Laws of oleron

LAWS OF OLERON, maritime law. A code of sea laws of deserved celebrity. It was originally promulgated by Eleanor, duchess of Guienne, the mother of Richard the First of England. Returning from the Holy Land, and familiar with the maritime regulations of the Archipelago, she enacted these laws at Oleron in Guienne, and they derive their title from the place of their publication. The language in which they were originally written is the Gascon, and their first object appears to have been the commercial operations of that part of France only. Richard I., of England, who inherited the dukedom of Guienne from his mother, improved this code, and introduced it into England. Some additions were made to it by King John; it was promulgated anew in the 50th year of Henry III., and received its ultimate confirmation in the 12th year of Edward III. Brown's Civ. and Adm. Law, vol. ii. p. 40.
     2. These laws are inserted in the beginning of the book entitled "Us et Coutumes de la Mer," with a very excellent commentary on each section by Clairac, the learned editor. A translation is to be found in the Appendix to 1 Pet. Adm. Dec.; Marsh. Ins. B. 1, c. 1, p. 16. See Laws of Wisbuy: Laws of the Hanse Towns; Code

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For example, The Laws of Oleron (19) provided that, "where the
at [section] 8 (The laws of Oleron were the precursor to
The sea laws of Oleron, first codified in the middle of the thirteenth century, for example, postdated man's dependence on the areas beyond the littorals by hundreds of years.
It is founded on the practices of merchants, the principles of Civil Law, approved compilations of maritime rights and usages, such as the Laws of Oleron and Wisbury, the writings of eminent jurisconsults, and the adjudications of the Admiralty Courts of different countries.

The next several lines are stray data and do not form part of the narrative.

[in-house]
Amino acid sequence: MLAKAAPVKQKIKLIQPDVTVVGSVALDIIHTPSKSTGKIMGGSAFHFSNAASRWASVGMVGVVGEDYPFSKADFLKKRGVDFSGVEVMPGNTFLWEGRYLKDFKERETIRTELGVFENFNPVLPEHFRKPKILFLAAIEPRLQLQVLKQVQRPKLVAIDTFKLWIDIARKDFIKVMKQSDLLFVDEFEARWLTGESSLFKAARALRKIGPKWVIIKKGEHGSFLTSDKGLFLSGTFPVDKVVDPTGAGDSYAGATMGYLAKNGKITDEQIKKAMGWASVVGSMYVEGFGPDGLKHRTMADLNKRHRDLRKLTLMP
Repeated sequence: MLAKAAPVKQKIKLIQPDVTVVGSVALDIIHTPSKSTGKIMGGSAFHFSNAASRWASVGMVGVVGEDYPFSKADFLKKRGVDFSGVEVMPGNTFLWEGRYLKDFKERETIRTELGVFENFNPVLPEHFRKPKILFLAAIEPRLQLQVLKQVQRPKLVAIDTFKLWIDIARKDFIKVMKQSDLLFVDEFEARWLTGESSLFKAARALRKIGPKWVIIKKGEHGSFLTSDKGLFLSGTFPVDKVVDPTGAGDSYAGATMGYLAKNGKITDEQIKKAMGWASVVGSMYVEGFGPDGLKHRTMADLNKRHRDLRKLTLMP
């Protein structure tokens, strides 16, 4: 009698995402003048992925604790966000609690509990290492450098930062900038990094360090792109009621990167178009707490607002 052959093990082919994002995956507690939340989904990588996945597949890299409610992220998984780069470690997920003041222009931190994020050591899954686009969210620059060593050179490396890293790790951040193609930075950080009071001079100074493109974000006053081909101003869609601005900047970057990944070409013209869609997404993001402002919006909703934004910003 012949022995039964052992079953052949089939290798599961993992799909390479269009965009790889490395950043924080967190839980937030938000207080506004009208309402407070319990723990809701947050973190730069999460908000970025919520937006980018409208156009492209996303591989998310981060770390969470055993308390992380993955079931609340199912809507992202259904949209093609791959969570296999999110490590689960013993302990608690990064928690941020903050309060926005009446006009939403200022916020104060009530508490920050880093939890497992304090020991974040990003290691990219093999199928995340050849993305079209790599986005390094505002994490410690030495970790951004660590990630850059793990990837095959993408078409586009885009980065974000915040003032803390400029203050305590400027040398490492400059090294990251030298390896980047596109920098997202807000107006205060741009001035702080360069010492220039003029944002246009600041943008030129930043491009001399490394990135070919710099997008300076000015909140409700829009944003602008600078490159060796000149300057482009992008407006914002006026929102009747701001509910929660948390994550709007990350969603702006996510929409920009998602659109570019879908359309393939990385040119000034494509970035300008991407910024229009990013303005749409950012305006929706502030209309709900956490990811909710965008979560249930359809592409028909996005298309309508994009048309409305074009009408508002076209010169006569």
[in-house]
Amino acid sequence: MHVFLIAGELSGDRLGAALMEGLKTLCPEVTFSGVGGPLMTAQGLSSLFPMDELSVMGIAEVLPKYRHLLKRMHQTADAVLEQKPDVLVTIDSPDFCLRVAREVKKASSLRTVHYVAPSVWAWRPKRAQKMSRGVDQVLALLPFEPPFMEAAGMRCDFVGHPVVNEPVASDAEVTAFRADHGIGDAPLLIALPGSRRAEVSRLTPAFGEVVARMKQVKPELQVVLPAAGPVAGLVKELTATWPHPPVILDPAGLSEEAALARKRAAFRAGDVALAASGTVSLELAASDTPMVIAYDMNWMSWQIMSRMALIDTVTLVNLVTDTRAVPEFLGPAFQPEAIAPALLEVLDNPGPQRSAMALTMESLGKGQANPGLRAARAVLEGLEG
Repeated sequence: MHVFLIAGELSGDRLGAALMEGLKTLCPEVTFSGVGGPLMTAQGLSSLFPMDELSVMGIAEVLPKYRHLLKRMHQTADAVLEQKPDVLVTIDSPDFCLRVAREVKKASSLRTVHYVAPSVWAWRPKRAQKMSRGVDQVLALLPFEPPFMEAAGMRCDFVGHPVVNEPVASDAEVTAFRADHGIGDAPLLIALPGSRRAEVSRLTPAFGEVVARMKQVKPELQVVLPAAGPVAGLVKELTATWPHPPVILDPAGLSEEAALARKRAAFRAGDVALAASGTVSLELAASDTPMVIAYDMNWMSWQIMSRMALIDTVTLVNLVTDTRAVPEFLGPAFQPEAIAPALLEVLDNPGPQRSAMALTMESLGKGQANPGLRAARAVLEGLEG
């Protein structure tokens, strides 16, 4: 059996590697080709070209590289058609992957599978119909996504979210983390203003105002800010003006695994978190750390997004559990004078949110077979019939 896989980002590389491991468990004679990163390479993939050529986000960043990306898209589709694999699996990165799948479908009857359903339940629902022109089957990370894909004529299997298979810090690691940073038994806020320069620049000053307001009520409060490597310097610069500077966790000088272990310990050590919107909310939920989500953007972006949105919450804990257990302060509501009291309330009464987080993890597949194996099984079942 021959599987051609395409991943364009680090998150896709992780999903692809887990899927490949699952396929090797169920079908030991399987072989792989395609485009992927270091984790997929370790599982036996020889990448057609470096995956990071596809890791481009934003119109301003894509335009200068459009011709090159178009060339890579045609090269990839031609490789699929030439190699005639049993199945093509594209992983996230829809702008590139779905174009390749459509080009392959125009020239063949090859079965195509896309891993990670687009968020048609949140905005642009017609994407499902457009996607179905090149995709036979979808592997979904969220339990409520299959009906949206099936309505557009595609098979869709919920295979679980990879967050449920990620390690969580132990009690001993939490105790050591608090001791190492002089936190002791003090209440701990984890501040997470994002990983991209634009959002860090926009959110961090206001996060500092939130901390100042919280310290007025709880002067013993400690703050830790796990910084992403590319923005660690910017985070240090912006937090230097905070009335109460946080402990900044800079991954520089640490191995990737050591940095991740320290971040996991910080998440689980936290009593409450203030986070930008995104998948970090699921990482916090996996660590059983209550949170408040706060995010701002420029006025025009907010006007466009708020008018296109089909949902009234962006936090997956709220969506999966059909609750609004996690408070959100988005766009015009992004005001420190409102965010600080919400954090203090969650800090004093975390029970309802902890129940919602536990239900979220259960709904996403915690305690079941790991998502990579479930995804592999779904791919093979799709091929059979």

He often cited historical precedent in Roman law and the Laws of Oleron. (9) From 1955 to 1993, he established a wide range of maritime legal principles, most of which are accepted today as precedent.
To substantiate his conclusion that a vessel may be an in rem defendant for the purpose of enforcing a maritime lien, (20) he would refer to the time before "the Elizabethan era," (21) and to support his conclusion that a compulsory pilot should be classified as a seaman for Jones Act purposes, (22) he would refer to Roman law and the Laws of Oleron. (23) The Fifth Circuit's rejection of a compulsory harbor pilot being classified as a seaman also illustrates Judge Brown's common-sense approach to maritime personal injury law that it is unreasonable for the most important person in the wheelhouse not being classified as a seaman.
the maritime laws of foreign nations, and the works of foreign writers." (181) Throughout his text, Abbott regularly made reference to the Laws of Oleron, (182) the Laws of Wisbuy, (183) the Laws of the Hanse Towns, (184) and the 1681 Ordonnance de la Marine du Mois d'Aoust of Louis XIV.
The Laws of Oleron have had a pronounced influence on the early development of English maritime law principles and, accordingly, on principles that are encompassed in Canadian maritime law.
I refer to the Consolato del Mare, the Laws of Oleron, the Ordonnances of Wisbuy, the Siete Partidas, the Black Book of the Admiralty, the Jugemens de Damme, and others of the same period.
It was sometimes written down, for example in the twelfth-century Laws of Oleron, commonly used by Atlantic traders, and in the Catalan Consolat de mar (Consulate of the Sea), a maritime law code first published in the fourteenth century but in use much earlier and widely followed throughout Mediterranean Europe.(9)
This is true even if the Laws of Oleron had no direct influence.
(148) Tracing the roots back to the European Laws of Oleron and the American Judiciary Act of 1789, (149) Judge Brown paints a vivid picture of the pilot as an important element of the continuing vitality of maritime commerce.